• Vuenos[27], across the street from Club Asia also sharing the same owner. Dedicated rap and r&b club with ocassional live dance and rap performances.
  • Womb[28], Dogenzaka. One of Tokyo's largest clubs, designed by the people behind New York's Twilo and the setting of a scene in Babel. Entrance is fairly steep at ¥3500, usually without any drinks included.
  • Rock West A smaller, friendly club that specialised in underground techno, fairly well hidden on the 7th floor of an office building. It`s certainly one of the cheaper spots in the area with a cover charge of ¥1000 and most drinks around ¥500.

Sleep[edit][add listing]

  • Shibuya Excel Hotel Tokyu is a popular high-end hotel in the Mark City building.[29]
  • Tokyu Stay Shibuya 8-14 Shinsen-cho. 03-3477-1091, fax 03-3477-1092. [30] Singles start at ¥9450, doubles at ¥17,850 per night. Slight discounts are offered for extended stays. Part of the Tokyu Stay chain, this hotel is popular with business travelers. Small kitchenettes, washer/dryers, and free LAN access in all rooms makes these a good value.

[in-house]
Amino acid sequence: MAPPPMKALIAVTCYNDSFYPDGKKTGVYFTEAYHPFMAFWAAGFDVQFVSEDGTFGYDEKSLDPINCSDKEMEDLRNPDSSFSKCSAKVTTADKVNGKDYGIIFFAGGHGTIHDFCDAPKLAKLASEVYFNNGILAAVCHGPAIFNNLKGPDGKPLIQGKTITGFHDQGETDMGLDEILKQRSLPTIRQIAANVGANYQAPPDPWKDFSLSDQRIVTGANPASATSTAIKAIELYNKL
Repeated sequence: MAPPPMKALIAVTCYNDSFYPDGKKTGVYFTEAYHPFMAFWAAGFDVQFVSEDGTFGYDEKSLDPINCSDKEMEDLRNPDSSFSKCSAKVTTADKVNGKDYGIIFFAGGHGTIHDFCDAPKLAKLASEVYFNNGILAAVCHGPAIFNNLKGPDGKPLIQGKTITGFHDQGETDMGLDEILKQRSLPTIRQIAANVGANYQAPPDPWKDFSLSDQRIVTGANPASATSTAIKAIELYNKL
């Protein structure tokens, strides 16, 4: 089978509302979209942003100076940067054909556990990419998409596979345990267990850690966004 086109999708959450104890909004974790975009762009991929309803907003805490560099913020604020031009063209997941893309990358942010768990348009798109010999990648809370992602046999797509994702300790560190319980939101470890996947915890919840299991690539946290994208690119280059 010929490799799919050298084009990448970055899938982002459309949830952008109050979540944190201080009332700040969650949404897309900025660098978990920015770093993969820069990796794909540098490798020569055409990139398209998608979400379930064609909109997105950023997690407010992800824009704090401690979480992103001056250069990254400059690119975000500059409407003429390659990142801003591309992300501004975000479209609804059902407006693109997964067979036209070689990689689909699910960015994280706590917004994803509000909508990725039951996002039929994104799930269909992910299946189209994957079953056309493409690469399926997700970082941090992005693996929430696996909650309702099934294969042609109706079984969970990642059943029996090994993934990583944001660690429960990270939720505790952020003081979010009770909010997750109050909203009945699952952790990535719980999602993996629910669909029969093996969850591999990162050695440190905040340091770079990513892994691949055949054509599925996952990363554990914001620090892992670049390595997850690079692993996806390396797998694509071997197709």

• Tokyu Stay Shibuya Shin-Minamiguchi 3-26-21 Shibuya. 03-5466-0109, fax 03-5466-1091. [31] This is another outlet of the same chain.
  • The hillside to the left of Dogenzaka is also known as Love Hotel Hill and indeed contains dozens of love hotels.
  • Japan Youth Hostels has a branch in Yoyogi [32].


If you looking for place to stay in Tokyo for a month or more you might want to visit Guest House Information Center [33], Dogenzaka Futaba Bldg.6F, 1-16-6, +81-3-3780-1660, [34].

Get out[edit]

  • Ebisu, the next stop south on the JR Yamanote Line, is a quieter and more sophisticated version of the Shibuya scene.
  • Shimokitazawa, just two stops down the Keio Inokashira line, offers trendy shops, restaurants and watering holes in a slightly less frenetic atmosphere.
  • Kichijoji, at the other end of the Inokashira Line, has more of the same plus a park famed for its cherry blossoms.

de:Tokyo/Shibuya ja:東京/渋谷 sv:Tokyo/Shibuya [[WikiPedia:Shibuya, Tokyo]